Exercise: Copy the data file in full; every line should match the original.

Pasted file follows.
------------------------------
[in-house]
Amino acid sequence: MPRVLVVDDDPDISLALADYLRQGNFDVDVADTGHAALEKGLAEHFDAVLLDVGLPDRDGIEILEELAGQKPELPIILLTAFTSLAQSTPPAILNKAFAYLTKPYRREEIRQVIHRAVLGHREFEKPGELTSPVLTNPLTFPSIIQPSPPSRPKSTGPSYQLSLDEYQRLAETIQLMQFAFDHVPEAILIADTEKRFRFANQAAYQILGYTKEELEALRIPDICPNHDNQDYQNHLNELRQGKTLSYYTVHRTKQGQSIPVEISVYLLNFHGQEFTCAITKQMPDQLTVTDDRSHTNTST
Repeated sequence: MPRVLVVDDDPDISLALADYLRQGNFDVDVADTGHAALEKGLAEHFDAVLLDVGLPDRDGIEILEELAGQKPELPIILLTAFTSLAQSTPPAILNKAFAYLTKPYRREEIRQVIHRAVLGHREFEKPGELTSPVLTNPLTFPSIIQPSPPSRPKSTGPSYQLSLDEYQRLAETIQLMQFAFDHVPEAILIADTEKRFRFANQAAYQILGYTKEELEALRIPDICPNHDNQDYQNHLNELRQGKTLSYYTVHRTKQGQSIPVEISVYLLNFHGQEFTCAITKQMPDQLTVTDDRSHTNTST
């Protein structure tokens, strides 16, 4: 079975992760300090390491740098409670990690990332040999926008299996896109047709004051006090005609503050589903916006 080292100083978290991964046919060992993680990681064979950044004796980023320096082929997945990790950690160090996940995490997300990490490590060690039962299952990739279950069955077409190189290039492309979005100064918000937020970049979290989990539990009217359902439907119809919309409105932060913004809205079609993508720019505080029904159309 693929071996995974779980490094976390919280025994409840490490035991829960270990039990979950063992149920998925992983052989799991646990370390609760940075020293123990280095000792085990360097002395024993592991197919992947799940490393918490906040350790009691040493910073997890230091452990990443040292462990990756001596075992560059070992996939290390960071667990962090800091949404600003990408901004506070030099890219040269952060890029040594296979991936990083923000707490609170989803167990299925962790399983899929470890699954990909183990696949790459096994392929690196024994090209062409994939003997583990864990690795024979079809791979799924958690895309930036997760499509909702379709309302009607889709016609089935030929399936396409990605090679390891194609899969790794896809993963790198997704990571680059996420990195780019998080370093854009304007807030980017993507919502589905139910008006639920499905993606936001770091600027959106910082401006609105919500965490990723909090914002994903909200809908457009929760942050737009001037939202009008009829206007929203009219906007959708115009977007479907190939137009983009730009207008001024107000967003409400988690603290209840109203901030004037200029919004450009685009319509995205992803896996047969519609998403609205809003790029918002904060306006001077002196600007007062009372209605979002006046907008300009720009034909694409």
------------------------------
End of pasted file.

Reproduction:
[in-house]
Amino acid sequence: MPRVLVVDDDPDISLALADYLRQGNFDVDVADTGHAALEKGLAEHFDAVLLDVGLPDRDGIEILEELAGQKPELPIILLTAFTSLAQSTPPAILNKAFAYLTKPYRREEIRQVIHRAVLGHREFEKPGELTSPVLTNPLTFPSIIQPSPPSRPKSTGPSYQLSLDEYQRLAETIQLMQFAFDHVPEAILIADTEKRFRFANQAAYQILGYTKEELEALRIPDICPNHDNQDYQNHLNELRQGKTLSYYTVHRTKQGQSIPVEISVYLLNFHGQEFTCAITKQMPDQLTVTDDRSHTNTST
Repeated sequence: MPRVLVVDDDPDISLALADYLRQGNFDVDVADTGHAALEKGLAEHFDAVLLDVGLPDRDGIEILEELAGQKPELPIILLTAFTSLAQSTPPAILNKAFAYLTKPYRREEIRQVIHRAVLGHREFEKPGELTSPVLTNPLTFPSIIQPSPPSRPKSTGPSYQLSLDEYQRLAETIQLMQFAFDHVPEAILIADTEKRFRFANQAAYQILGYTKEELEALRIPDICPNHDNQDYQNHLNELRQGKTLSYYTVHRTKQGQSIPVEISVYLLNFHGQEFTCAITKQMPDQLTVTDDRSHTNTST
């Protein structure tokens, strides 16, 4: 079975992760300090390491740098409670990690990332040999926008299996896109047709004051006090005609503050589903916006 080292100083978290991964046919060992993680990681064979950044004796980023320096082929997945990790950690160090996940995490997300990490490590060690039962299952990739279950069955077409190189290039492309979005100064918000937020970049979290989990539990009217359902439907119809919309409105932060913004809205079609993508720019505080029904159309 693929071996995974779980490094976390919280025994409840490490035991829960270990039990979950063992149920998925992983052989799991646990370390609760940075020293123990280095000792085990360097002395024993592991197919992947799940490393918490906040350790009691040493910073997890230091452990990443040292462990990756001596075992560059070992996939290390960071667990962090800091949404600003990408901004506070030099890219040269952060890029040594296979991936990083923000707490609170989803167990299925962790399983899929470890699954990909183990696949790459096994392929690196024994090209062409994939003997583990864990690795024979079809791979799924958690895309930036997760499509909702379709309302009607889709016609089935030929399936396409990605090679390891194609899969790794896809993963790198997704990571680059996420990195780019998080370093854009304007807030980017993507919502589905139910008006639920499905993606936001770091600027959106910082401006609105919500965490990723909090914002994903909200809908457009929760942050737009001037939202009008009829206007929203009219906007959708115009977007479907190939137009983009730009207008001024107000967003409400988690603290209840109203901030004037200029919004450009685009319509995205992803896996047969519609998403609205809003790029918002904060306006001077002196600007007062009372209605979002006046907008300009720009034909694409």